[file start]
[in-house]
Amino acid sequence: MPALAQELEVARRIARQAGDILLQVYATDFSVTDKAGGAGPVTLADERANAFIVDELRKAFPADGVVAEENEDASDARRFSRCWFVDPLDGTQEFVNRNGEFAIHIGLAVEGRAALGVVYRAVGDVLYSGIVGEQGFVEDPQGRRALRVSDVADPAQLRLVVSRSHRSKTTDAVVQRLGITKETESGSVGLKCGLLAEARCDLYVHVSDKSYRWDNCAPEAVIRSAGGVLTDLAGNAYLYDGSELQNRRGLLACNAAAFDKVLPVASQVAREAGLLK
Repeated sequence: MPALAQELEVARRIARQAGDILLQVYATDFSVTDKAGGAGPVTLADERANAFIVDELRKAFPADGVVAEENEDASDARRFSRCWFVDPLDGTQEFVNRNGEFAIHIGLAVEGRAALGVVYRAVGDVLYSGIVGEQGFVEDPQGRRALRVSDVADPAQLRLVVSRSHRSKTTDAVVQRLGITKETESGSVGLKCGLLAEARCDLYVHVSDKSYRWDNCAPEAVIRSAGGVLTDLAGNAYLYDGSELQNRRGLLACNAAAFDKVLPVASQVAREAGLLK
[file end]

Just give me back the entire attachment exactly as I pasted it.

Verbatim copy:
[in-house]
Amino acid sequence: MPALAQELEVARRIARQAGDILLQVYATDFSVTDKAGGAGPVTLADERANAFIVDELRKAFPADGVVAEENEDASDARRFSRCWFVDPLDGTQEFVNRNGEFAIHIGLAVEGRAALGVVYRAVGDVLYSGIVGEQGFVEDPQGRRALRVSDVADPAQLRLVVSRSHRSKTTDAVVQRLGITKETESGSVGLKCGLLAEARCDLYVHVSDKSYRWDNCAPEAVIRSAGGVLTDLAGNAYLYDGSELQNRRGLLACNAAAFDKVLPVASQVAREAGLLK
Repeated sequence: MPALAQELEVARRIARQAGDILLQVYATDFSVTDKAGGAGPVTLADERANAFIVDELRKAFPADGVVAEENEDASDARRFSRCWFVDPLDGTQEFVNRNGEFAIHIGLAVEGRAALGVVYRAVGDVLYSGIVGEQGFVEDPQGRRALRVSDVADPAQLRLVVSRSHRSKTTDAVVQRLGITKETESGSVGLKCGLLAEARCDLYVHVSDKSYRWDNCAPEAVIRSAGGVLTDLAGNAYLYDGSELQNRRGLLACNAAAFDKVLPVASQVAREAGLLK